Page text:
Extended Data Fig. 2 Global GDP impacts can be negative at +1 °C but positive at +2 °C for some high-temperature-optimum bootstrap runs.
a, b, Country share of global GDP at baseline (a) and by the end of the century (b) under SSP1, assuming no climate change. c, Distribution of global GDP by temperature, under baseline (black) and the end of the century SSP1 without climate change (red dashed); absent climate change, a substantial portion of global GDP is projected to be produced in countries with hotter average temperatures. d, Climate-model-predicted average global warming under RCP2.6 by the end of the century (x axis) versus the correlation between country-level baseline average temperature and country-level predicted warming in each model. In models that warm less at the global scale, countries that are currently warm tend to exhibit relatively larger warming, while in models that warm more at the global scale, countries that are currently cool tend to exhibit relatively larger warming. Future impacts on global GDP are a sum of country-specific impacts, which are a function of where each country is on the temperature response function (Fig. 1a) and the projected amount of future warming in that country; a given percentage impact in a country with a large GDP has a larger effect on global GDP than the same percentage impact in a country with small GDP. For high-temperature-optimum response functions (for example, Fig. 1g), impacts can be negative at +1 °C but positive at +2 °C because (i) absent climate change, a much larger proportion of total global GDP is projected by SSP1 to be produced in countries that are currently warmer than the optimum, and (ii) climate models with lower overall global warming projections under RCP2.6 tend to have higher relative warming in countries that are currently warm. This generates negative impacts at about 1 °C, where impacts are dominated by negative effects in warm countries (largely in the developing world), but positive impacts at about 2 °C, where high-latitude countries instead warm disproportionately and experience benefits that outweigh the damages in tropical countries.
Extended Data Fig. 3 Change in cumulative global GDP under 1.5 °C versus 2 °C global warming by the end of the century under different discounting schemes.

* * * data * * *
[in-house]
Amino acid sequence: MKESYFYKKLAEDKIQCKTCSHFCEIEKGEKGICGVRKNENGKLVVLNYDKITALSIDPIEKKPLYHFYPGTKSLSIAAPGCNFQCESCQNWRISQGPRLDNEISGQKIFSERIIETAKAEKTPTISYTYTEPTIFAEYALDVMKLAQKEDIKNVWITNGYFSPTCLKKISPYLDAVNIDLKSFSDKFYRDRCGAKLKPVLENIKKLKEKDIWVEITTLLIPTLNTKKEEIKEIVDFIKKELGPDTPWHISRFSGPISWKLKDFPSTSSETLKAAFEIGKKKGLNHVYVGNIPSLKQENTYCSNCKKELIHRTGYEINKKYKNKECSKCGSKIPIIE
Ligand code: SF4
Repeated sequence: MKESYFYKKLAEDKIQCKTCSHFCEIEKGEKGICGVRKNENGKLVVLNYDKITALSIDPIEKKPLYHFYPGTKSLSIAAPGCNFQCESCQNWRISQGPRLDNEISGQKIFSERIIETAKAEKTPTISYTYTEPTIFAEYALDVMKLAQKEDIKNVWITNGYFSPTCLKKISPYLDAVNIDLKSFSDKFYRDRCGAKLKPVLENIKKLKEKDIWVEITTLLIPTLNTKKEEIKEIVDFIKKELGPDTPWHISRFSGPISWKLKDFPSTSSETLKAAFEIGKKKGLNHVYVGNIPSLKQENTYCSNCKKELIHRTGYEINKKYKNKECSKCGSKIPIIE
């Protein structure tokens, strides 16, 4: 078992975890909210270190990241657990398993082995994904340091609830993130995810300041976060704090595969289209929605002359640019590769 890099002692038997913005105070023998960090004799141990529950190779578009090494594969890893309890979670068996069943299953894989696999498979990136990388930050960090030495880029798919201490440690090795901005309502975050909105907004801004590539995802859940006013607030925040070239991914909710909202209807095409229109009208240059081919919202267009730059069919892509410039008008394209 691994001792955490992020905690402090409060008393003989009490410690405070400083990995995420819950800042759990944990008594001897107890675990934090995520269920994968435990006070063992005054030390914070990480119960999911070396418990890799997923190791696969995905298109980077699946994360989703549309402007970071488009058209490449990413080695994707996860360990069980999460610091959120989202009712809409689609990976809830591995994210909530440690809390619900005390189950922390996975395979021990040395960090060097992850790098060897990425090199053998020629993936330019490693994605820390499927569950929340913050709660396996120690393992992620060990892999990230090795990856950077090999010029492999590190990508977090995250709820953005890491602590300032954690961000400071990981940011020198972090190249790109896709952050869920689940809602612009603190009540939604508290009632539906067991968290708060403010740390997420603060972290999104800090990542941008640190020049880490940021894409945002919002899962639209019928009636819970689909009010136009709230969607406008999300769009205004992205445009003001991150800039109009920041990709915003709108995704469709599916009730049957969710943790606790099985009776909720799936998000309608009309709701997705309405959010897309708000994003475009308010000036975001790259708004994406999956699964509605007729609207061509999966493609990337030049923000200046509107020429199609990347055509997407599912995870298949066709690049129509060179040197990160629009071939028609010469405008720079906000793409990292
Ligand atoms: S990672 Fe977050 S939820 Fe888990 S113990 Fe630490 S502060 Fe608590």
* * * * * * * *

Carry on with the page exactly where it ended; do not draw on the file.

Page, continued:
Positive values indicate benefits (reduced losses) at 1.5 °C versus 2 °C. Each vertical line corresponds to a bootstrap estimate of benefits under each discounting scheme30,31,32,35,36. Red lines indicate median across bootstraps for each discounting scheme. Uniform schemes correspond to those in Extended Data Table 1; other schemes are described in Methods.
Change in global GDP per capita in 2049 and 2099 based on regression models that include 0, 1 or 5 lags (a and b); bootstrap schemes that sample by country, five-year block or single year (c and d); or alternative SSPs (e and f). Top panels show percentage changes in global GDP per capita under 1.5 °C versus 2 °C; the bottom panels show change in cumulative global GDP in US$ trillions under a 3% discount rate.
Benefit—in terms of per capita GDP (a) and cumulative GDP (b)—of 1.5 °C versus 2 °C by end of century under the baseline assumption that overall projected warming occurs linearly between the baseline year and 2099 (pink), versus projected benefit assuming that all projected warming occurs by 2049 and temperatures remain constant thereafter (blue). Both scenarios have the same projected global warming by the end of the century. For the same level of overall warming by the end of the century, scenarios with rapid initial warming worsen the overall impacts of climate change and increase the cumulative benefits of limiting warming to 1.5 °C versus 2 °C.
Extended Data Fig. 6 Projected change in global GDP (%) under global warming by the end of the century, for each SSP.
Panels a–e show the change in GDP for different climate models under different RCP forcing scenarios, relative to a no-warming baseline (median bootstrap) for SSPs 1–5, respectively. Results are as in Fig. 4a, but for each SSP. Each dot represents an RCP-climate model projected change in global GDP under a given SSP; colours represent the four RCPs. Lines are least-squares fits to the points corresponding to the different RCPs with matching colour scheme. The three vertical black lines denote the 1.5 °C target, the 2 °C target and the median-estimated warming expected under current Paris commitments (2.9 °C)7. Warming is relative to pre-industrial levels.
About this article
Cite this article
Burke, M., Davis, W.M. & Diffenbaugh, N.S. Large potential reduction in economic damages under UN mitigation targets. Nature 557, 549–553 (2018). https://doi.org/10.1038/s41586-018-0071-9
International Journal of Climatology (2020)
The evolution and research framework of carbon footprint: Based on the perspective of knowledge mapping
Ecological Indicators (2020)
One Earth (2020)
Nature Climate Change (2020)
Climate Change Effects on Agricultural Production: The Regional and Sectoral Economic Consequences in China
Earth's Future (2020)